The initial development of gingivitis is a consequence of bacteria associated with an increase of Supragingival plaque formation. Gram-positive filaments and rods mainly actinomyces are the major influenced bacteria producing gingivitis. Gram-negative forms of bacteria follow Actinomyces in later stages of gingivitis. Gram-negative forms of bacteria follow Actinomyces in later stages of gingivitis, these are: Spirochetes, Bacteroides, Fusobacterium, Vibrio and other motile forms.
Gingivitis uncontrolled leads to bone loss and periodontitis; chronic forms of periodontitis show subgingival plaque to contain active Israeli, Actino, Neslundii, Actinomyces viscosus, with various concentrations of Bacteroides melaninogenias, Fusobacterium, Capnocytophaga, Campylobacter and Selenomonas: acute forms of periodontitis microbiota is characterized by gram-negative microorganisms including, Bacteroides gingivalis, Bacteroides melaninogenicus, Wolinella recta, Hemophilus, Capnocytophaga and Selenomonas sputigena. Gram-negative organisms produce this rapid distortion because of their elaboration endotoxins and their ability to invade the adjacent gingival tissue.
Common microorganisms isolated from the healthy and the diseased periodontium
- Peptostreptococcus (+ Health)
- Wolinella (+ Gingivitis)
- Black-pigmented Bacteroides
Initial preparation for therapy and surgical periodontics
The term "initial therapy" is used to describe the various procedures used. This is therapy aimed at the etiology of the disease process, while the surgical treatment methods primarily serve to correct morphologic alterations and to provide access to the root surfaces. Six to eight weeks post initial therapy is required to allow for regeneration of tissue. The extent of the periodontal involvement can't be seen. Often after therapy, diagnoses are grossly changed.
After clinical and radiographic examination (if necessary) has been accomplished a thorough and complete prophylaxis is done before a treatment plan can be formulated. One cannot make a treatment plan with surgical intervention for a mouth in an acute inflammatory stage, full of debris and exudate.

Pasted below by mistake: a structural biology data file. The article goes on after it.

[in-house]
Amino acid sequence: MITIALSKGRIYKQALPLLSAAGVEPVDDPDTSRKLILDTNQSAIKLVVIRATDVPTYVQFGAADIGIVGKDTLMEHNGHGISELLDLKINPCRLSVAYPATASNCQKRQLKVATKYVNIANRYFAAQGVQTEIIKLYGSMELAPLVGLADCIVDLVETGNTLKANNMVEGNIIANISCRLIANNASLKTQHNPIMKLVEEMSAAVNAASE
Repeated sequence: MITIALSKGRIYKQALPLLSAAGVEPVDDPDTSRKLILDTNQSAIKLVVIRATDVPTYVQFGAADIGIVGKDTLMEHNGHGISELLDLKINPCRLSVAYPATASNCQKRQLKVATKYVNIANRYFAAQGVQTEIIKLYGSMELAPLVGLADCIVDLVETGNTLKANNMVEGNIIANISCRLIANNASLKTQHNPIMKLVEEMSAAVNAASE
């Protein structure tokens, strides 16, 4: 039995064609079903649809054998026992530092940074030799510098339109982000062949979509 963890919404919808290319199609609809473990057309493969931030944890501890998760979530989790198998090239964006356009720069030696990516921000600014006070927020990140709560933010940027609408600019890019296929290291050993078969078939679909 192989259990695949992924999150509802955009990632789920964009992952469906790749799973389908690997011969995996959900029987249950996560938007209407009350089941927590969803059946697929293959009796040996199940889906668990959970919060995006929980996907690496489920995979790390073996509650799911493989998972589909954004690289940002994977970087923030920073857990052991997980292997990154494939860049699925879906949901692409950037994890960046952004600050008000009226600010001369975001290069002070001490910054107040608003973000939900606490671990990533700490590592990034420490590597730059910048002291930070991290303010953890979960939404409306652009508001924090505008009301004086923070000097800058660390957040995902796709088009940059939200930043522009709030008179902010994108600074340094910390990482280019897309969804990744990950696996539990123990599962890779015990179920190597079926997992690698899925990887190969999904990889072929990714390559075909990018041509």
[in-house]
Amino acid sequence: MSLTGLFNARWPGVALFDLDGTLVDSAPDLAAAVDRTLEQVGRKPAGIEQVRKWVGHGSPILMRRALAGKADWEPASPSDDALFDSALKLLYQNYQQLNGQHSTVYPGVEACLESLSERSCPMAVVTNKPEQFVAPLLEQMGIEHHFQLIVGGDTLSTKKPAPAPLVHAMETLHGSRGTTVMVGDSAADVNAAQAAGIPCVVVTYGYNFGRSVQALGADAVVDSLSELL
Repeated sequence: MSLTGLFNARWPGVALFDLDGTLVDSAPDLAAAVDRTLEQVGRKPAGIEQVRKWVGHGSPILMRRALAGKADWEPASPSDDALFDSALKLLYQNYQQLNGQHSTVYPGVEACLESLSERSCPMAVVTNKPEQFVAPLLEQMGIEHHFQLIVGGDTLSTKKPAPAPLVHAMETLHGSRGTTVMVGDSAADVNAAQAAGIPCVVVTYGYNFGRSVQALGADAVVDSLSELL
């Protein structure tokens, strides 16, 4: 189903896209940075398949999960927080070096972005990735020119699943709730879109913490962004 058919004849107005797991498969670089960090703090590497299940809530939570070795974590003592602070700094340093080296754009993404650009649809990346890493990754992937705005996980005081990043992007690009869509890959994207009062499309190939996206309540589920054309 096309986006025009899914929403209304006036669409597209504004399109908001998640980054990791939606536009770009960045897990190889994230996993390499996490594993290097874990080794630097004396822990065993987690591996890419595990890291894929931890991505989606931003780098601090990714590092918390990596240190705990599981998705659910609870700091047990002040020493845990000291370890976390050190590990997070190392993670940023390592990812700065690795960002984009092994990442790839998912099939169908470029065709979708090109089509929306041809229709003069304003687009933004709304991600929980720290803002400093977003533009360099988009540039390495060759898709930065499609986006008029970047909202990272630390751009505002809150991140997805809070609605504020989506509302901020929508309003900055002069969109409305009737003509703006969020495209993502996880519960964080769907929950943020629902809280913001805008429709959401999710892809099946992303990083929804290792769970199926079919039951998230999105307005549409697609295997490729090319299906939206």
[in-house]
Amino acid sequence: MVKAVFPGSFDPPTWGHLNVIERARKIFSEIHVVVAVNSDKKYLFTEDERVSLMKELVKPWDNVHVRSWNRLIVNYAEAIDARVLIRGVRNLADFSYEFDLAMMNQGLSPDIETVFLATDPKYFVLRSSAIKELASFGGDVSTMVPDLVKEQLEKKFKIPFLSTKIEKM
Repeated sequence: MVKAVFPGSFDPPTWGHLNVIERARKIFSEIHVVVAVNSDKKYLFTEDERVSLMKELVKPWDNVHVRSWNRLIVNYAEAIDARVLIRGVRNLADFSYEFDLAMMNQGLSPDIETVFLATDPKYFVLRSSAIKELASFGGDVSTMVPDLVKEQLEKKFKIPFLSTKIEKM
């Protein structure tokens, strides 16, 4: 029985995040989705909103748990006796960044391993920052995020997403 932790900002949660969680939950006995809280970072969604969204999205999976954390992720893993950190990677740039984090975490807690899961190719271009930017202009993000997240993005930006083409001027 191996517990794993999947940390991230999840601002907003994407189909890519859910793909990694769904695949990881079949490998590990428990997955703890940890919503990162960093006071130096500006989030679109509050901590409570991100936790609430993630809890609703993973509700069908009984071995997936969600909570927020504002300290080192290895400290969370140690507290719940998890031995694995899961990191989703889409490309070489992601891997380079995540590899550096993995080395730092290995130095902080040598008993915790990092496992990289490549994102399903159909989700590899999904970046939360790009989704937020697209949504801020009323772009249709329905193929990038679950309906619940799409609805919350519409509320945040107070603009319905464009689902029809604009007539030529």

Initial therapy (plaque control, debridement, root planing, curettage) is considered to be the most important phase of complete periodontal treatment. In the truest sense it is "casual therapy", since it is etiologic factors that are eliminated. Periodontal surgery is targeted mainly toward correction or elimination of the consequences of the disease process.
In cases of gingivitis (i.e., Grade one, two and the first part of three) initial therapy is usually the only treatment necessary. An exception is fibrous gingiva, which may persist even after inflammation is eliminated.
After initial preparation the dog or cat is sent home and placed on a strict home care routine and reevaluated after regeneration of mature tissue has occurred.
There can be bone loss in dogs and cats without pocket formation. The gingiva follows the loss of bone but maintains the anatomical relationship commonly seen in the premolar area of dogs. Surgical intervention is not indicated here. There is marginal modality to eliminate this condition. This condition requires constant home care and veterinary maintenance; often prophylaxis at two to three month intervals.
When pocket formation exceeds the ability to eliminate the sulcular pathogens on a daily basis to prevent progression of the pocket depth surgical intervention is indicated.
In planning a surgical procedure the attached gingiva must be kept in mind. After surgical correction of the pocket a minimum of 1.5 to 2mm of attached gingiva must remain to maintain the underlying alveolar bone.
Indications and methods of periodontal surgery
The choice of a periodontal surgical technique depends on the type and severity of the periodontal disease as well as the pathomorphologic situation at the site to be operated.
This is very controversial procedure that should be confined to the removal of dental anomalies such as, irregular enamel projections that are rarely seen on the palatal aspects of upper teeth or ill-fitting margins of crown restorations.